Weah was signed by Wenger, who was then in charge of French club Monaco, on the recommendations of Claude Le Roy, a veteran Frenchman who was in charge of Cameroon in 1988, where Weah was playing in Yaounde. Le Roy was also set to be honoured in Liberia this week.

“Every time I go on the pitch, playing for Arsene Wenger, I wanted him to know the ways I could pay him back,” Weah told FIFA. “I could break my knee, my face, my hand for him - just to win a game.

“He took care of me like his son, I could not believe it. When racism was at its peak, this is a man who showed me love.

“Besides God, I think that without Arsene, there was no way I would have made it in Europe.”

Interestingly, when Wenger became Arsenal boss in September 1996, his first African signing was Weah's cousin Christopher Wreh.

It opened the gates for the arrival of a number of African stars – Emmanuel Adebayor (Togo), Marouane Chamakh (Morocco), Kaba Diawara (Guinea), Emmanuel Eboue (Côte d'Ivoire), Mohamed El Neny (Egypt), Emmanuel Frimpong (Ghana), Gervinho (Côte d'Ivoire), Alex Iwobi (Nigeria), Kanu (Nigeria),Lauren (Cameroon), Quincy (Ghana), Alex Song (Cameroon), Kolo Toure (Côte d'Ivoire) and Armand Traore (Senegal) – into the Gunners ranks.

Wenger’s final signing as the Arsenal manager would, also, be an African star – Pierre-Emerick Aubameyang of Gabon.

Sixteen African players have played for Arsenal in the era of the English Premiership and all have come under Wreh is one of 16 African footballers to have played for Arsenal in the Premier League since it began in 1992, all making their appearances under the Frenchman.

The irony of it all is that Wenger started his Arsenal adventure in the very same year that Bwalya finished 12th in the race for the FIFA World Player of the Year in 1996.

While Weah and Wenger can reflect on a partnership that eventually provided gold for either of them, Bwalya is battling to clear a name that has been soiled by the ban from FIFA for allegedly receiving dirty money from the organisation’s former Vice President Mohammed Bin Hammam.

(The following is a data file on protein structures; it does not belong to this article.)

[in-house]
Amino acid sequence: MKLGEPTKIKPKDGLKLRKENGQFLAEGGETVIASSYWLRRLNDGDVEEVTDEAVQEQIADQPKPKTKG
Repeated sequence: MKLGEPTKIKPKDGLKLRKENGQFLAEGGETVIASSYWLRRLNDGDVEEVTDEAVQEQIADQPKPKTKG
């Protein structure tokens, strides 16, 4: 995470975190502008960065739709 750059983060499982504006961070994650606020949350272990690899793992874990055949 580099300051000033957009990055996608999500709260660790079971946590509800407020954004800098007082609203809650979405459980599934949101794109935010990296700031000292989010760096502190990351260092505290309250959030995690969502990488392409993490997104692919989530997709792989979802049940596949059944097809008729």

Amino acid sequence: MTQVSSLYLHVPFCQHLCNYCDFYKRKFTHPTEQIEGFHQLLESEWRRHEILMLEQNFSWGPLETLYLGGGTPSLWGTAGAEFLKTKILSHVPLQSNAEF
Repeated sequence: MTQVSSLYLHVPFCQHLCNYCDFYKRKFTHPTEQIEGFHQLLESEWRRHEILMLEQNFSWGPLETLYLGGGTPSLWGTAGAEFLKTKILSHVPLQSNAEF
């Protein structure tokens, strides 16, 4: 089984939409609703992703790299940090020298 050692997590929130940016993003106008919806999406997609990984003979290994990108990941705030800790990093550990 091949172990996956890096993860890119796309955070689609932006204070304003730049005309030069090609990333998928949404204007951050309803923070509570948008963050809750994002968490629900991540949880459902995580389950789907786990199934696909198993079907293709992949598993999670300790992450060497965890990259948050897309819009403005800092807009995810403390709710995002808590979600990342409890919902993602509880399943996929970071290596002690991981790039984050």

The Zambian was given US$80,000, which FIFA claim was a bribe from the former Qatari football strongman, who also had a spell as the boss of the Confederation of Asian Football before he was banned for life, although Bwalya insists it was a loan that he intended to pay back.

However, amid all this raging storm, Bwalya hasn’t been short of friends and last Thursday, a number of them turned to Twitter to congratulate him on his 55th birthday and also wish him all the best in his bid to clear his name.

“Happy birthday great @KalushaPBwalya. Thanks for the moments and my last pick of the moments is when you were player-coach at Independence Stadium Zambia vs Liberia coming off the bench. Epic,” said Gyae Nkusiasem on Twitter.

That match, on September 5, 2004, was a 2006 World Cup qualifier and Bwalya was his national team’s player/coach who introduced himself, with the game tied at 0-0, in the second half.

He was already 41 years old and he scored from a free-kick, his 100th goal for his country in his 147th appearance for Zambia, to win the match 1-0.